Sun Kil Moon - Common As Light And Love Are Red Valleys Of Blood
- Released: February 17 2017
- Label: Caldo Verde
I think the musical career of Sun Kil Moon’s Mark Kozelek can (for now) be divided into 3 periods: first is his band the Red House Painters, second is the SKM albums from Ghosts of the Great Highway to Benji; the third is Benji to today.
Benji captured something beyond special. Something new. Something that looked back across music, life events and the shadows cast by both, then illuminated a path which Mark Kozelek continues down to where we he is today.
Today, common as light and love are red valleys of blood... I didn’t really give this opening line and title much thought when I first listened to the album, but now, after 3 or 4 listens, I can see that it captures 2 important themes and lyrically ties together 2 inevitable opposites: Life and Death. For those who are even half-acquainted with Mark Kozelek’s lyrical content will not be surprised to hear that this new album once again puts life and death front and centre. That point is an important one for a review of this album, which is: this is not a good starting point for those who are not yet acquainted with any Mark Kozelek music. It is a difficult album, about 2 hours long, oddly devoid of singing, peculiarly bass-driven as opposed to guitar and very much a collection of spoken-word stories as opposed to ever being a collection of songs containing verse/chorus/verse/chorus...
I don’t want to make that sound too negative though, so feel I should say now that this is a brilliant album. It just is an album for SKM fans. But everyone should be an SKM fan. If you’ve listened to SKM but don’t like what you hear, then hopefully this review will help persuade you to try again. If you’re not yet an SKM fan cause you haven’t heard their stuff, but are interested: start by listening to Carry me Ohio, Lost Verses, and Carissa.
So, highlights of note for SKM fans: perhaps more so than any other SKM album, this album is full of boxing references; it is an album full of references to other bands and musicians; it is album full of humour; it is an album full of poetry. It even brings all of these together on the song Bergen to Trondheim which is included on this album as a live recording with the audience singing along to Muhammad Ali’s two word poem “Me. We.”
Are you aware that Mark Kozelek knows Father John Misty? That he gets texts from Sufjan Stevens? That Kurt Hammett from Metallica went to college after Metallica made it big? ... On track 7 Sarah Lawrence College Song Mark shares that fact with the students at Sarah Lawrence College - it is met with a thud.
After sharing that anecdote with the listener, Mark does something very strange. The tone of Sarah Lawrence College Song suddenly jumps as he reads a note from a student at Sarah Lawrence College which he only finds 3 nights later in a New York hotel. The note is about the connection the student feels with Mark’s music, in particular with Benji. The vocals are doubled and begin to echo as the song progresses to the end of Mark reading the note...until the note and the song end without any comment from Mark on what he makes of the note. He simply repeats the words “This is my Sarah Lawrence College song” together with a heavy bass line. It’s all quite odd. It sets a peculiar tone for the next song Butch Lullaby which I think is my personal highlight of the album.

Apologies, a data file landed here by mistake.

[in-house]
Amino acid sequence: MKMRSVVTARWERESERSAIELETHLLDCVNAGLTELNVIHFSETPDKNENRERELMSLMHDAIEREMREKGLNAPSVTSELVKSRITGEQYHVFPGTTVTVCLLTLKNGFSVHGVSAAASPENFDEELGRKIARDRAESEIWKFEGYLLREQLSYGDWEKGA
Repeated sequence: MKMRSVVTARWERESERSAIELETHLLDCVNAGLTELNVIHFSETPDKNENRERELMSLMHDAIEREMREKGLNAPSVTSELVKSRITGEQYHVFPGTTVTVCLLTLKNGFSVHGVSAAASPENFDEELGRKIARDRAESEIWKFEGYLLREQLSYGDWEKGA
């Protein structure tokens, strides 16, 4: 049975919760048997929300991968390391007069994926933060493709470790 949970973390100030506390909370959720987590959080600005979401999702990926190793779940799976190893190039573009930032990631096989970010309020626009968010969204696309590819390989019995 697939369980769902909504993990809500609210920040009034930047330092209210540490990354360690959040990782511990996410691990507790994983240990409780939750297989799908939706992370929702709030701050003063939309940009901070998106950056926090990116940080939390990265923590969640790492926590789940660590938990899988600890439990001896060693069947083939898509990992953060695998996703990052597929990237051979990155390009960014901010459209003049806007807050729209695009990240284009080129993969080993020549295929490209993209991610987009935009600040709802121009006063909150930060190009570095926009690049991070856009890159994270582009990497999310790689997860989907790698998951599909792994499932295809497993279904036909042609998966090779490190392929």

Butch was a friend of Mark’s. Who died. We hear another heavy bass playing, with harsh drums, and Mark speaking the story of Butch and who he was: “Butch had that Sonny Liston stare-down if you deserved it...” The bass and drums disappear and an almost harp-like sounding guitar or mandolin plays as Mark visits memories of his friend Butch, who he didn’t get a chance to say goodbye to. This back and forth loops over and over for over 8&1/2 minutes and ends with the lines “When we left the room several of the people began climbing the long ladder that leads to the roof. They asked me to join but I said, "No fucking way, I'm too old". It was late and I was ready to go home. As I left a band was playing in the main room and lots of pizza boxes were everywhere and beers all around and girls were dancing. Butch would've loved it. I hugged a few familiar faces goodbye and headed out onto Hyde Street into the heart of the Tenderloin like I've done so many times over the years. This time Butch didn't follow me out like he would often do asking me to buy him a 40...”
Sun Kil Moon can be a band you listen to and automatically connect with but this new album is more like opening a book of poetry. Recent collaborations between SKM and Desertshore, Jimmy LaValle and most recently with Jesu have produced outstanding pieces - listen to SKM & Desertshore Brothers or SKM & Jesu Exodus, or my personal favourite, Somehow the wonder of life prevails from the album Perils from the Sea by Mark Kozelek and Jimmy LaValle.
Common As Light and Love are Red Valleys of Blood requires attention, it requires you to be a part of it. With that in mind, I don’t think it’s in anyway an exaggeration to say Mark Kozelek occupies a place in a long line of respected American artists who have one by one commented on and reflected the beauty and the tragedy of the country. Sylvia Plath, Jack Kerouac, e.e. Cummings, William Carlos Williams, Edward Hopper, Larry Eigner, Robert Altman... Mark Kozelek’s name is on that list too, and while this album is not an appropriate place to begin your relationship with the playful poetry within the work of SKM, it will be a fascinating and fun chapter once the time is right.